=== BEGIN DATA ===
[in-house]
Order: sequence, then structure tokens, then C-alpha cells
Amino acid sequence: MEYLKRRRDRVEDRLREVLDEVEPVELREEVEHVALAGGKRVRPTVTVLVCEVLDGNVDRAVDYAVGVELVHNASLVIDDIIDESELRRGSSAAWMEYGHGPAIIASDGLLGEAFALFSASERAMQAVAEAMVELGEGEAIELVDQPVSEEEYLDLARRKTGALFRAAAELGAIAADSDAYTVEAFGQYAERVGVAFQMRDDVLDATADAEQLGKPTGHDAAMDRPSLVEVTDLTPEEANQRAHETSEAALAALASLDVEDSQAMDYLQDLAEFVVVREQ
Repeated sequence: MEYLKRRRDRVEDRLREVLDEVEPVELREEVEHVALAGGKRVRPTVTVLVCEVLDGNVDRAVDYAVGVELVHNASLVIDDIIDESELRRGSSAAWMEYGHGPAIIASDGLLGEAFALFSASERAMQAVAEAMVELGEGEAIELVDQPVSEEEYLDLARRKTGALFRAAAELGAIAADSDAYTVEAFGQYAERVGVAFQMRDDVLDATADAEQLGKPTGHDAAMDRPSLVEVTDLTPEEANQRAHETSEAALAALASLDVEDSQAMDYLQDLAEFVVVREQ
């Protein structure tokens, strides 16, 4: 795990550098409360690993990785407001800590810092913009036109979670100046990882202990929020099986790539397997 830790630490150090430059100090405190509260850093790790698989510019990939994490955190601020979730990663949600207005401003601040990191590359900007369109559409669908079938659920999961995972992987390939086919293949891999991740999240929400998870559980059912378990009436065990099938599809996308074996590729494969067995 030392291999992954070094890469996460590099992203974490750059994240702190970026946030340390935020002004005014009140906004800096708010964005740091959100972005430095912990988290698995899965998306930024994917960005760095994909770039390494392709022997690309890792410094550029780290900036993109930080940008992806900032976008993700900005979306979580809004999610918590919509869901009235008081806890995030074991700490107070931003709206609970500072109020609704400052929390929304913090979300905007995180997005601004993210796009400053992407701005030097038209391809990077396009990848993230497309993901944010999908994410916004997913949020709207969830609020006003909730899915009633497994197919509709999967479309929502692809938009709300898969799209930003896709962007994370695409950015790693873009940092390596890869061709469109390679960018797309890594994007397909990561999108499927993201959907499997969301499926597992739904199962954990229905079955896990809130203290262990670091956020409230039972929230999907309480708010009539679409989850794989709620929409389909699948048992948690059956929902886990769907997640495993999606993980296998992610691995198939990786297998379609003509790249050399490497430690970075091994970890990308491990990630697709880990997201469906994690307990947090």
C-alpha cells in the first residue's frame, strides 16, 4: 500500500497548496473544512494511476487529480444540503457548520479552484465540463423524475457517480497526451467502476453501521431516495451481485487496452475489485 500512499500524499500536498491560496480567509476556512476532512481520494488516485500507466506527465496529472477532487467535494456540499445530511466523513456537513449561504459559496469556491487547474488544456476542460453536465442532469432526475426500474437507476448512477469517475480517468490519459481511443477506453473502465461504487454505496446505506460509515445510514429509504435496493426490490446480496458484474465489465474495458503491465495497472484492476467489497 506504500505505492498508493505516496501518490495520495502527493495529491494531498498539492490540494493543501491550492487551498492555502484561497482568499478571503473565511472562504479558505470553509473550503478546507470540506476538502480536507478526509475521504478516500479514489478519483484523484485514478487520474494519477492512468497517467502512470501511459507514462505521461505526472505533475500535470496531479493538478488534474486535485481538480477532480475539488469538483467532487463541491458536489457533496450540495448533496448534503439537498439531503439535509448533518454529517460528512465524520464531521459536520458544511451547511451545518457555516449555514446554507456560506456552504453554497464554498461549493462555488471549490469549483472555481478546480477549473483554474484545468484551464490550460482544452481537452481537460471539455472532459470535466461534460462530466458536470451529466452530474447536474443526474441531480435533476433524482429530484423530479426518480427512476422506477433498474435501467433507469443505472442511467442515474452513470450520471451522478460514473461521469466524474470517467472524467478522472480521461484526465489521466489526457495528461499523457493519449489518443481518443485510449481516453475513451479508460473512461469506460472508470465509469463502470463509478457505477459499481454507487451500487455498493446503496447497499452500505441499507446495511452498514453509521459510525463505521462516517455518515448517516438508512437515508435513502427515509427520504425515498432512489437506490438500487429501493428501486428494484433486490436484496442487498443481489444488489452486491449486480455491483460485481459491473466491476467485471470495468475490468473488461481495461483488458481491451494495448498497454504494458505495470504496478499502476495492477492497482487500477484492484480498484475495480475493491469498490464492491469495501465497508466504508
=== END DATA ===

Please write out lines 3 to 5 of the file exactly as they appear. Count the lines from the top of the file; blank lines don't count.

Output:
Amino acid sequence: MEYLKRRRDRVEDRLREVLDEVEPVELREEVEHVALAGGKRVRPTVTVLVCEVLDGNVDRAVDYAVGVELVHNASLVIDDIIDESELRRGSSAAWMEYGHGPAIIASDGLLGEAFALFSASERAMQAVAEAMVELGEGEAIELVDQPVSEEEYLDLARRKTGALFRAAAELGAIAADSDAYTVEAFGQYAERVGVAFQMRDDVLDATADAEQLGKPTGHDAAMDRPSLVEVTDLTPEEANQRAHETSEAALAALASLDVEDSQAMDYLQDLAEFVVVREQ
Repeated sequence: MEYLKRRRDRVEDRLREVLDEVEPVELREEVEHVALAGGKRVRPTVTVLVCEVLDGNVDRAVDYAVGVELVHNASLVIDDIIDESELRRGSSAAWMEYGHGPAIIASDGLLGEAFALFSASERAMQAVAEAMVELGEGEAIELVDQPVSEEEYLDLARRKTGALFRAAAELGAIAADSDAYTVEAFGQYAERVGVAFQMRDDVLDATADAEQLGKPTGHDAAMDRPSLVEVTDLTPEEANQRAHETSEAALAALASLDVEDSQAMDYLQDLAEFVVVREQ
């Protein structure tokens, strides 16, 4: 795990550098409360690993990785407001800590810092913009036109979670100046990882202990929020099986790539397997 830790630490150090430059100090405190509260850093790790698989510019990939994490955190601020979730990663949600207005401003601040990191590359900007369109559409669908079938659920999961995972992987390939086919293949891999991740999240929400998870559980059912378990009436065990099938599809996308074996590729494969067995 030392291999992954070094890469996460590099992203974490750059994240702190970026946030340390935020002004005014009140906004800096708010964005740091959100972005430095912990988290698995899965998306930024994917960005760095994909770039390494392709022997690309890792410094550029780290900036993109930080940008992806900032976008993700900005979306979580809004999610918590919509869901009235008081806890995030074991700490107070931003709206609970500072109020609704400052929390929304913090979300905007995180997005601004993210796009400053992407701005030097038209391809990077396009990848993230497309993901944010999908994410916004997913949020709207969830609020006003909730899915009633497994197919509709999967479309929502692809938009709300898969799209930003896709962007994370695409950015790693873009940092390596890869061709469109390679960018797309890594994007397909990561999108499927993201959907499997969301499926597992739904199962954990229905079955896990809130203290262990670091956020409230039972929230999907309480708010009539679409989850794989709620929409389909699948048992948690059956929902886990769907997640495993999606993980296998992610691995198939990786297998379609003509790249050399490497430690970075091994970890990308491990990630697709880990997201469906994690307990947090």